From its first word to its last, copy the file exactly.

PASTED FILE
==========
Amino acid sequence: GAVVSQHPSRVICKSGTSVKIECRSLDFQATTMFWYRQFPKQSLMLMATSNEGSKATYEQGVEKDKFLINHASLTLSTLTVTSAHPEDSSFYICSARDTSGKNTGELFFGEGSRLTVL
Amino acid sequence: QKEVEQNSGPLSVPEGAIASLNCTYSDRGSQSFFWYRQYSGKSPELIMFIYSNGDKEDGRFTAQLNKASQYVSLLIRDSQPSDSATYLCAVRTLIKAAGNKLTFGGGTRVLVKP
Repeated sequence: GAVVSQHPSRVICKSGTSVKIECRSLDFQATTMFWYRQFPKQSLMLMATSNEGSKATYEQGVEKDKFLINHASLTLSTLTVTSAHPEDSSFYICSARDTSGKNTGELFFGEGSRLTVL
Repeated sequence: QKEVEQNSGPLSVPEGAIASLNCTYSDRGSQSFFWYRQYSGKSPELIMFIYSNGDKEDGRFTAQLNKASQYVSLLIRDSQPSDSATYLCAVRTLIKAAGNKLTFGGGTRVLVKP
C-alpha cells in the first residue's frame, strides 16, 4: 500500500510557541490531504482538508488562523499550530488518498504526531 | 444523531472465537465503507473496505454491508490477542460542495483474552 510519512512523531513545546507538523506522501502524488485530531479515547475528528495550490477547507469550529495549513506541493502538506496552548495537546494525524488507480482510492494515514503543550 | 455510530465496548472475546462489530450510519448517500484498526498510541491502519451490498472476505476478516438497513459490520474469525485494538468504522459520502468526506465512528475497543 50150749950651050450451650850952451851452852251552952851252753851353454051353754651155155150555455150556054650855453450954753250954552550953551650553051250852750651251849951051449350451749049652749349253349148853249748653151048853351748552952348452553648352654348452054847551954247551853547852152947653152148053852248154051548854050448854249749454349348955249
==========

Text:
Amino acid sequence: GAVVSQHPSRVICKSGTSVKIECRSLDFQATTMFWYRQFPKQSLMLMATSNEGSKATYEQGVEKDKFLINHASLTLSTLTVTSAHPEDSSFYICSARDTSGKNTGELFFGEGSRLTVL
Amino acid sequence: QKEVEQNSGPLSVPEGAIASLNCTYSDRGSQSFFWYRQYSGKSPELIMFIYSNGDKEDGRFTAQLNKASQYVSLLIRDSQPSDSATYLCAVRTLIKAAGNKLTFGGGTRVLVKP
Repeated sequence: GAVVSQHPSRVICKSGTSVKIECRSLDFQATTMFWYRQFPKQSLMLMATSNEGSKATYEQGVEKDKFLINHASLTLSTLTVTSAHPEDSSFYICSARDTSGKNTGELFFGEGSRLTVL
Repeated sequence: QKEVEQNSGPLSVPEGAIASLNCTYSDRGSQSFFWYRQYSGKSPELIMFIYSNGDKEDGRFTAQLNKASQYVSLLIRDSQPSDSATYLCAVRTLIKAAGNKLTFGGGTRVLVKP
C-alpha cells in the first residue's frame, strides 16, 4: 500500500510557541490531504482538508488562523499550530488518498504526531 | 444523531472465537465503507473496505454491508490477542460542495483474552 510519512512523531513545546507538523506522501502524488485530531479515547475528528495550490477547507469550529495549513506541493502538506496552548495537546494525524488507480482510492494515514503543550 | 455510530465496548472475546462489530450510519448517500484498526498510541491502519451490498472476505476478516438497513459490520474469525485494538468504522459520502468526506465512528475497543 50150749950651050450451650850952451851452852251552952851252753851353454051353754651155155150555455150556054650855453450954753250954552550953551650553051250852750651251849951051449350451749049652749349253349148853249748653151048853351748552952348452553648352654348452054847551954247551853547852152947653152148053852248154051548854050448854249749454349348955249